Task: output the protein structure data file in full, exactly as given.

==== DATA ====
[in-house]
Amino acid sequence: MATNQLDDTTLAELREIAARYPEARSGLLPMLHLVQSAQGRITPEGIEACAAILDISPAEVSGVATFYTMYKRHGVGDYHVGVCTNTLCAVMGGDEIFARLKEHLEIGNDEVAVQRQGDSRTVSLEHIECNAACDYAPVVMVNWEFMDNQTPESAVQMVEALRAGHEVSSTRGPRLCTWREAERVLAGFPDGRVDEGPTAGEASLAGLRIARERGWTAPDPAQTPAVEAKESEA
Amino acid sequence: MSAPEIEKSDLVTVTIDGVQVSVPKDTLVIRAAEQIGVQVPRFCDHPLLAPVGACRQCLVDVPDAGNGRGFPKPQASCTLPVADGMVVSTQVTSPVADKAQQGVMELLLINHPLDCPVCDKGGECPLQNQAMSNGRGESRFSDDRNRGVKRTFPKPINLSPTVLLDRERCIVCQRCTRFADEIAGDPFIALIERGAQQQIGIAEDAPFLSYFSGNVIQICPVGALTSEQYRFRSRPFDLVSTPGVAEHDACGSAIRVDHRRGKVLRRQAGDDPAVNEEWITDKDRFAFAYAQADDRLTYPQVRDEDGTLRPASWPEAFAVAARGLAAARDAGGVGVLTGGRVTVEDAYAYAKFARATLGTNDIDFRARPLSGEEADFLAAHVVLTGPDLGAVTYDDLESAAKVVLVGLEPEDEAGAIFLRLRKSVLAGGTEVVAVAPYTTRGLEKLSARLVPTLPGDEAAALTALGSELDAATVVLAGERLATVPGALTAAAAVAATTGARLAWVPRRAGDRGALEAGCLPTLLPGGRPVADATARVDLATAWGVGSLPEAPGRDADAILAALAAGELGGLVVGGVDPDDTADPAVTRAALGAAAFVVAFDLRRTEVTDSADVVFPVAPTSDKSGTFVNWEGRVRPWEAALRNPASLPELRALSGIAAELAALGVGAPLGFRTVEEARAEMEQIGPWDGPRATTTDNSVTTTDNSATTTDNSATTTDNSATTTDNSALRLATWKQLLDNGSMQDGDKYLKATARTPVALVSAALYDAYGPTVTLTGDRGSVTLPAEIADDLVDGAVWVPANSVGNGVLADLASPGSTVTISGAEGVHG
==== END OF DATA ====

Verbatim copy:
[in-house]
Amino acid sequence: MATNQLDDTTLAELREIAARYPEARSGLLPMLHLVQSAQGRITPEGIEACAAILDISPAEVSGVATFYTMYKRHGVGDYHVGVCTNTLCAVMGGDEIFARLKEHLEIGNDEVAVQRQGDSRTVSLEHIECNAACDYAPVVMVNWEFMDNQTPESAVQMVEALRAGHEVSSTRGPRLCTWREAERVLAGFPDGRVDEGPTAGEASLAGLRIARERGWTAPDPAQTPAVEAKESEA
Amino acid sequence: MSAPEIEKSDLVTVTIDGVQVSVPKDTLVIRAAEQIGVQVPRFCDHPLLAPVGACRQCLVDVPDAGNGRGFPKPQASCTLPVADGMVVSTQVTSPVADKAQQGVMELLLINHPLDCPVCDKGGECPLQNQAMSNGRGESRFSDDRNRGVKRTFPKPINLSPTVLLDRERCIVCQRCTRFADEIAGDPFIALIERGAQQQIGIAEDAPFLSYFSGNVIQICPVGALTSEQYRFRSRPFDLVSTPGVAEHDACGSAIRVDHRRGKVLRRQAGDDPAVNEEWITDKDRFAFAYAQADDRLTYPQVRDEDGTLRPASWPEAFAVAARGLAAARDAGGVGVLTGGRVTVEDAYAYAKFARATLGTNDIDFRARPLSGEEADFLAAHVVLTGPDLGAVTYDDLESAAKVVLVGLEPEDEAGAIFLRLRKSVLAGGTEVVAVAPYTTRGLEKLSARLVPTLPGDEAAALTALGSELDAATVVLAGERLATVPGALTAAAAVAATTGARLAWVPRRAGDRGALEAGCLPTLLPGGRPVADATARVDLATAWGVGSLPEAPGRDADAILAALAAGELGGLVVGGVDPDDTADPAVTRAALGAAAFVVAFDLRRTEVTDSADVVFPVAPTSDKSGTFVNWEGRVRPWEAALRNPASLPELRALSGIAAELAALGVGAPLGFRTVEEARAEMEQIGPWDGPRATTTDNSVTTTDNSATTTDNSATTTDNSATTTDNSALRLATWKQLLDNGSMQDGDKYLKATARTPVALVSAALYDAYGPTVTLTGDRGSVTLPAEIADDLVDGAVWVPANSVGNGVLADLASPGSTVTISGAEGVHG